Question for FilmTVLaw.com:
A friend of mine is investing into a movie and asked me to get involved too. I’ve never invested into that industry, but from my layman’s view the movie seems to have merit. What should I be looking for to protect myself if I decide to dive into this one?
Answer by Brandon Blake, Entertainment Lawyer:
Thanks for a great question about investing in a feature film. Over the last 19 years I have represented many feature film investors. Feature film finance has changed quite a bit over the past few years thanks to all the new tax incentives available to help reduce the risk of film and television investing. Please visit our website at www.filmtvlaw.com for more great articles and resources.
I want to focus on the whole process today, from the most basic things to look for in a film investment, to the more sophisticated incentives and tax credits that can make a film investment attractive.
First off, anyone new to feature film investing should be aware of the concept of packaging. Packaging is what the big agencies like WME and CAA do for client production companies, when they attach famous actors and directors to a project to increase the marketability of the film.
No matter how great the concept and the script might be, distributors and sales agents will be looking for well known cast to get the audience to turn out for the film.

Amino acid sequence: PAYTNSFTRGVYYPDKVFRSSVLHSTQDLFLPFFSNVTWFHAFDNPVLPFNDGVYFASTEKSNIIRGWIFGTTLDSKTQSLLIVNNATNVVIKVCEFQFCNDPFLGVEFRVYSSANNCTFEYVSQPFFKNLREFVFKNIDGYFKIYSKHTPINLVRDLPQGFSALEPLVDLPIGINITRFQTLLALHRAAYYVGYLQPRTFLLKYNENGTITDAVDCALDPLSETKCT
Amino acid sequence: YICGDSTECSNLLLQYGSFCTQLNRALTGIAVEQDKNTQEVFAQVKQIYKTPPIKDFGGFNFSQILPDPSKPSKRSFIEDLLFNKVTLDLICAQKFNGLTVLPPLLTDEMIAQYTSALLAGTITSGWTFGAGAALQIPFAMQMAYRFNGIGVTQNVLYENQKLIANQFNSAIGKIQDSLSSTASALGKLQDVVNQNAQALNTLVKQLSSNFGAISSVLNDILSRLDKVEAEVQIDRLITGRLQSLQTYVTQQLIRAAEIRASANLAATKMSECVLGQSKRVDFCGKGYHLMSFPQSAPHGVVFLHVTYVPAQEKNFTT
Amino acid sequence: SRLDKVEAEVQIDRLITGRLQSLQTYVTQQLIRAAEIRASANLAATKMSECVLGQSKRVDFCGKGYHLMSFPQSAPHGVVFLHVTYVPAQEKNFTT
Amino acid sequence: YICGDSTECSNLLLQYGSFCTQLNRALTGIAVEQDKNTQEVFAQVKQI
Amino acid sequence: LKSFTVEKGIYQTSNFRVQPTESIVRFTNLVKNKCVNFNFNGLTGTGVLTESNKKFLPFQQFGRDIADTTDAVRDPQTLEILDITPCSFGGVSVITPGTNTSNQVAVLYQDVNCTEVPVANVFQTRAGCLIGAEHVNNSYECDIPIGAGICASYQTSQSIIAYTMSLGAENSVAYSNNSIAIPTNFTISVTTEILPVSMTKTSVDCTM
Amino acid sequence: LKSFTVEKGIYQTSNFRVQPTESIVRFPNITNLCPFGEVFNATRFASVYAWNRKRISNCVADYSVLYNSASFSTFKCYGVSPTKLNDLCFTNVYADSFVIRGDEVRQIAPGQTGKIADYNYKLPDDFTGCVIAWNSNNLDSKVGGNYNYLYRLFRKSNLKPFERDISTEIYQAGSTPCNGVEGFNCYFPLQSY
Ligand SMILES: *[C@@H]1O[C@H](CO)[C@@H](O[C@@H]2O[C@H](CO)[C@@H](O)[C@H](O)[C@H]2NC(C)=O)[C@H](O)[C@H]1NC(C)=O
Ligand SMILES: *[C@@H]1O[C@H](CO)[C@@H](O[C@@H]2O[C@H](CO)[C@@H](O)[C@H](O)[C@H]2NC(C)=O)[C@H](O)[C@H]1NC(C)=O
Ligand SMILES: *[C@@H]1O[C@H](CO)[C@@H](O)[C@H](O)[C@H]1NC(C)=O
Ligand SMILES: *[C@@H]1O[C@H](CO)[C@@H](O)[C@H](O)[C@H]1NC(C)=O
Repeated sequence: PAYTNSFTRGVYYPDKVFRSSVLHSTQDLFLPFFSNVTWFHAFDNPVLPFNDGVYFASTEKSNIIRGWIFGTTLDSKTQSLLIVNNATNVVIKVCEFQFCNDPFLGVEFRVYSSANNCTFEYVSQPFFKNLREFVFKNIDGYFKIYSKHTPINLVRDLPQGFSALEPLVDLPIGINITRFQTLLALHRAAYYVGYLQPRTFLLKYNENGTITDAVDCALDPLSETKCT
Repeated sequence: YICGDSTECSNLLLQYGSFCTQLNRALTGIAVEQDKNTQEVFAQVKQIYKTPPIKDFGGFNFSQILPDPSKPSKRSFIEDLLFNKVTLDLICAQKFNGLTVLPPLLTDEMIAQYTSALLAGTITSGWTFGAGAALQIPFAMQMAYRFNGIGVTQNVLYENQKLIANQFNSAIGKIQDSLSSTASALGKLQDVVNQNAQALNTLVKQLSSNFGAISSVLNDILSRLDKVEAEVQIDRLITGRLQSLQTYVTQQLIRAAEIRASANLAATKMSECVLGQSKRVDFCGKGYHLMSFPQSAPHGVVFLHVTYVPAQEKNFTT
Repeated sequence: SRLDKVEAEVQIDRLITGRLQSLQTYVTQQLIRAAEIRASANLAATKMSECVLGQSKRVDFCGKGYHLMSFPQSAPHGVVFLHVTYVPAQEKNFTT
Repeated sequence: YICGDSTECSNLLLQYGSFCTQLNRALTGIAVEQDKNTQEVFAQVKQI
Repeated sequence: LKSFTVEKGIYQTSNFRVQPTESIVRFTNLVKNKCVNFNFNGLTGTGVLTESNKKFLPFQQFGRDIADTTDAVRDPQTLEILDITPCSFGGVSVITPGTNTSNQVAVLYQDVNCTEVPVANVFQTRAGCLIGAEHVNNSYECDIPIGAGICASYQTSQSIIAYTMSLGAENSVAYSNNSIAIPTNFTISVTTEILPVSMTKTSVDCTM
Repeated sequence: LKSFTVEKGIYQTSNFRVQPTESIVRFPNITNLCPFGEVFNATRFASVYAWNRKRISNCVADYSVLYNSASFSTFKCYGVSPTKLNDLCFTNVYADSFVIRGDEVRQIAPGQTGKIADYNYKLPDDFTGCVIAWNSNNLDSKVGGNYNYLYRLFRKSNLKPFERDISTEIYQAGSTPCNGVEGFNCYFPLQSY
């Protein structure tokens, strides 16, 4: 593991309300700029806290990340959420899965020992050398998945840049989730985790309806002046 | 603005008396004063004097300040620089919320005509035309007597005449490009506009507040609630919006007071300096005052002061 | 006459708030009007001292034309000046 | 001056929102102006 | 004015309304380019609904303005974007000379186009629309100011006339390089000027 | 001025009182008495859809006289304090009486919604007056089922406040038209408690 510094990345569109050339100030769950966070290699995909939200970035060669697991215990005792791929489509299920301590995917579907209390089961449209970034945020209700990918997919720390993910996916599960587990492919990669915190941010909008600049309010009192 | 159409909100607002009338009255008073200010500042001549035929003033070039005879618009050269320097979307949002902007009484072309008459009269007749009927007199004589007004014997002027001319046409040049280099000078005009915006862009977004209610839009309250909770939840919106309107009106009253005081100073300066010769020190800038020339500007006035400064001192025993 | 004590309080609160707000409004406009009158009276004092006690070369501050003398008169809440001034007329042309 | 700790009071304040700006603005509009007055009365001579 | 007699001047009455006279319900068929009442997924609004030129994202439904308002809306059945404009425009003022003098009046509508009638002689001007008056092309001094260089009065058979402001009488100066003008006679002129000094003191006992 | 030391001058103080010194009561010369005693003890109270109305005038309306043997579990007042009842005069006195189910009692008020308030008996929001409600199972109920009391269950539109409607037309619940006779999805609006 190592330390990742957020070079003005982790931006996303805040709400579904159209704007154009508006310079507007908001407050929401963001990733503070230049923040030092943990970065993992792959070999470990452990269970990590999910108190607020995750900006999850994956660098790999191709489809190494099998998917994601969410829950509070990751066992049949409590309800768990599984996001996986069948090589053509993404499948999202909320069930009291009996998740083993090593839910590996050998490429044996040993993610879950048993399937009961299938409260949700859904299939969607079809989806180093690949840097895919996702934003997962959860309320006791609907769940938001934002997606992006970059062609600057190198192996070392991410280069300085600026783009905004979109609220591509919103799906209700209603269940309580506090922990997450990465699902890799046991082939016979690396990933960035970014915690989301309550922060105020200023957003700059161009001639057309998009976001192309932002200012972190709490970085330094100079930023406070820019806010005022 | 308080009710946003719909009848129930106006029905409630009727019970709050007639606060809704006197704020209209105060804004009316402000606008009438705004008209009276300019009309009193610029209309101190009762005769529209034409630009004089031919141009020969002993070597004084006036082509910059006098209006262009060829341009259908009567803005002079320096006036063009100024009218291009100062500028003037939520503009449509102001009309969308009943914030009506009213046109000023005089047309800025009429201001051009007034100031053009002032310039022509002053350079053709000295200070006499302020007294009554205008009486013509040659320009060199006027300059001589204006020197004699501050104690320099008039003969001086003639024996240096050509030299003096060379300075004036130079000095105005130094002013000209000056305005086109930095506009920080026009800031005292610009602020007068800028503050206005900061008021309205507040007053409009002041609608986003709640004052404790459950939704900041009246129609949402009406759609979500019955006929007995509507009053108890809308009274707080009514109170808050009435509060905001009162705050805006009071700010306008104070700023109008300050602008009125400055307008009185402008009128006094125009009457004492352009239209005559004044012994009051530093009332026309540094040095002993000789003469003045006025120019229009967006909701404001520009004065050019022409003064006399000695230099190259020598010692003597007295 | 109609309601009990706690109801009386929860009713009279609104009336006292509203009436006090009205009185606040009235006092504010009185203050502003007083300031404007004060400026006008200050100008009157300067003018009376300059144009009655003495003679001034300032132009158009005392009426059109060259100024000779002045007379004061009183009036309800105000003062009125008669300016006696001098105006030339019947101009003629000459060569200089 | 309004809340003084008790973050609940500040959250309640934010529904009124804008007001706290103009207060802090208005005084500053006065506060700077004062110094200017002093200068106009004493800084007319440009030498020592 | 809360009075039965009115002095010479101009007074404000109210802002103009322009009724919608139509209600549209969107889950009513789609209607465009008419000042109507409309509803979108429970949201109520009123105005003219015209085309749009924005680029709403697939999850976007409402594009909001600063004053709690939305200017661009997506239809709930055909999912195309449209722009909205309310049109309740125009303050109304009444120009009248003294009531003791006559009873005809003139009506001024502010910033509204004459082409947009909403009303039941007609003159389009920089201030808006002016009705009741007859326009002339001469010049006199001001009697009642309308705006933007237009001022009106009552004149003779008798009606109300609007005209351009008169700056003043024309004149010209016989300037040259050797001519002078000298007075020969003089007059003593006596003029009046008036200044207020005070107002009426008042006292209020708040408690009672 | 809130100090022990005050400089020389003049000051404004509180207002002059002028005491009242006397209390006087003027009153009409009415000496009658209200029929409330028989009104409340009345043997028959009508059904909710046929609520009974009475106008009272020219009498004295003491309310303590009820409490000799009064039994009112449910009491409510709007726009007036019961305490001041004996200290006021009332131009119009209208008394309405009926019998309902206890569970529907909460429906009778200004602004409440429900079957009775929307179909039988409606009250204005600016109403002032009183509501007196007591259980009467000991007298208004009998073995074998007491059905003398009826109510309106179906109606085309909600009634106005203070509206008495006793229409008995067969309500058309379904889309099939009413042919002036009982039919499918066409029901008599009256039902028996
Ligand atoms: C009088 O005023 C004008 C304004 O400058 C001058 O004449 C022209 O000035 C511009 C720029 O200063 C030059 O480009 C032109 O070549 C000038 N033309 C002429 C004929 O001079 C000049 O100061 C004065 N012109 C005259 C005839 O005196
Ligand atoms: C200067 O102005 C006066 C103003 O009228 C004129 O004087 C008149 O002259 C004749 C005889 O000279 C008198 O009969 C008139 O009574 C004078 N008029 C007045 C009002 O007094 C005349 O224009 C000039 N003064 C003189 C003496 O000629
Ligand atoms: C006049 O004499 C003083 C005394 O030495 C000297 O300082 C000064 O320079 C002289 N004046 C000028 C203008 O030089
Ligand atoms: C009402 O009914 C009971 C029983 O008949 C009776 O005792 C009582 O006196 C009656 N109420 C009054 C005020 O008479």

While there are a number of ways to demonstrate the interest from cast, such as Letters of Intent, the fact is that a Letter of Intent will not ensure that that cast member will actually appear in the film.
Instead, investors should look for guarantees in the financing materials that particular actors will appear in the film, thereby securing the investment with bankable actors and directors.
Again, many independent filmmakers rush into production, and then end up with a finished feature film with no distribution. That generally happens because the film producer is deriving all the benefits from the film from the production of the film itself. Most likely the producer and director fees are tied to production, and the filmmakers can use the film as a kind of resume to make their next feature.
But the investors end up paying for a resume that might not be destined to finding distribution. So, investors should look for feature film projects where the filmmakers are lining up distribution before the start of production.
That is not to say that it is realistic to see a signed distribution agreement before the financing of a film occurs. If a distributor made that type of a commitment it would likely also be providing financing and then there would not necessarily be a place for private equity investors at all.
But investors should look for guarantees from the film producer that distribution will be lined up before production commences on the project.
It surprises me that there are still a large number of high-level production companies and film finance companies that do not conduct the legally required securities filings with the Securities and Exchange Commission (SEC) and with the State Securities Administrators.
From an investor standpoint there are a couple of reasons why you want to look for feature film and television investments that have been filed with the SEC.
1) Tax Incentives: There are many tax incentives that will not be available, or will not be easily claimable, without the right securities and finance paperwork. For example, the new Section 181 tax deduction, which relies on Section 168 bonus depreciation, requires a detailed process of qualification for the film, as well as the investment to be properly organized, to take the new tax incentive.